Mayor Marty Walsh and Curt Schilling take the mound against spit tobacco.

Nic Czarnecki/Metro Boston

Mayor Marty Walsh and Curt Schilling, the bloody-sock-sporting hero of the 2004 World Series, teamed up with public health officials and advocates, hoping to strike out smokeless tobacco in Fenway Park and other sports venues.

Walsh planned to pitch an ordinance with the City Council on Monday, hoping to improve the quality of our national pastime and toss out the link between a lip full of spit tobacco and the old ball game.

"Our baseball parks are places for creating healthy futures, and this ordinance is about doing the right thing as a community for our young people," Walsh said in a press release. "The consequences of smokeless tobacco are real, and we must do all that we can to set an example. I look forward to working with the City Council to keep Boston on the leading edge in creating healthy communities for our young people."

Walsh and Schilling spoke to media Wednesday at Moakley Field in South Boston about the proposed ordinance, which takes aim at banning chewing tobacco in professional, collegiate, high school or organized amateur sporting events, including baseball, softball, football, basketball, hockey, track and field, field hockey, lacrosse and soccer and any other event involving a game or other athletic competition organized by a league or association.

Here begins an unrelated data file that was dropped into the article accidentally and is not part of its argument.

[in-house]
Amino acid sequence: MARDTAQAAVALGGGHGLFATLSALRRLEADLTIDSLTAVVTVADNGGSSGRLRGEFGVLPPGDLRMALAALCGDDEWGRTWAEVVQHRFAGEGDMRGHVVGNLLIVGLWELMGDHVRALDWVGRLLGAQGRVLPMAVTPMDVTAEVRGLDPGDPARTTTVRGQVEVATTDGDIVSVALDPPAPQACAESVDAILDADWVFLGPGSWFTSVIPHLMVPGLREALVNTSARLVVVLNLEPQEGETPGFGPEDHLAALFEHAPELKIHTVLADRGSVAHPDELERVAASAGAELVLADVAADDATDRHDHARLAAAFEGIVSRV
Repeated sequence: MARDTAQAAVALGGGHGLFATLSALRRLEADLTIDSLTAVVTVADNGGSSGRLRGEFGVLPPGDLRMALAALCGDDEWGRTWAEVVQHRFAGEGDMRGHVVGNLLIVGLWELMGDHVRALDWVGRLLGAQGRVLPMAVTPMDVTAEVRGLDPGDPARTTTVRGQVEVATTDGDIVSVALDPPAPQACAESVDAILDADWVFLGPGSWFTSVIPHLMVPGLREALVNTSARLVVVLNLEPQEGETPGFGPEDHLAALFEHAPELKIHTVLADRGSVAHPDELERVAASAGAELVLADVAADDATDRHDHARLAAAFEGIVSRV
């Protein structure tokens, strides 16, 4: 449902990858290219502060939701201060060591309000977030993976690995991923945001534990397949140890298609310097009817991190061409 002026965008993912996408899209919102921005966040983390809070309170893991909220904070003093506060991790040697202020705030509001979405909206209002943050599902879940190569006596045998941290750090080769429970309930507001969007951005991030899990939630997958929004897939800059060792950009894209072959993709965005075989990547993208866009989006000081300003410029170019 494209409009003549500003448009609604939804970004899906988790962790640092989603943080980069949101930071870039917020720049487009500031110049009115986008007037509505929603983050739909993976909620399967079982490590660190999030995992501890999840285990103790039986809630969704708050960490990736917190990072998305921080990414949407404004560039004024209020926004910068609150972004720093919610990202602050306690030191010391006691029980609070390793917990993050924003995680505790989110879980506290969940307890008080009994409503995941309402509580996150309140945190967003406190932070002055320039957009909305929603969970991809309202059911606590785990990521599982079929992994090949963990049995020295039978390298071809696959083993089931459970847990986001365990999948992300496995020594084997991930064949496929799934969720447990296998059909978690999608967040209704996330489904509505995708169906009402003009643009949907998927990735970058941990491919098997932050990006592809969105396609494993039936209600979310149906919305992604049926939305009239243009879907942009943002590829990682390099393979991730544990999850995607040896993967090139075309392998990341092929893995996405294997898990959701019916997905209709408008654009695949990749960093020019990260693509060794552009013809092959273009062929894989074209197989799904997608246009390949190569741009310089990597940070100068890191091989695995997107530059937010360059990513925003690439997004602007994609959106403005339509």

Under Walsh's rules, violators could face a $250 fine.

For years, it seems baseball and tobacco have gone hand-in-hand. Fans of the game know it's not uncommon to see players spitting out brown stuff on the field or stepping up to the plate with a big wad in their cheeks.

When it comes to the Sox, an informal survey in 2013 by The Boston Globe found 21 of 58 Sox players used smokeless tobacco products, mostly "snuff" tucked in next to their gums. Many of them told The Globe there was something about baseball that made them want to chew, and said they didn't even dip in the off-season.

Schilling, the former Sox pitcher and long-time chewing tobacco user, announced in 2014 he had been diagnosed with mouth cancer, a malady he believes his habit caused.

"I have seen cancer take the lives of peopel very important to me like my father, a lifelong smoker, and I have endured the insufferable agony of radiation to the head/neck," he said in a statement. "If this law stops just one child from starting, it's worth the price."

Chewing tobacco and snuff contain 28 cancer-causing agents, according to the National Cancer Institute, and the U.S. National Toxicology Program has established smokeless tobacco as a "known human carcinogen."

Reaction online was mixed:

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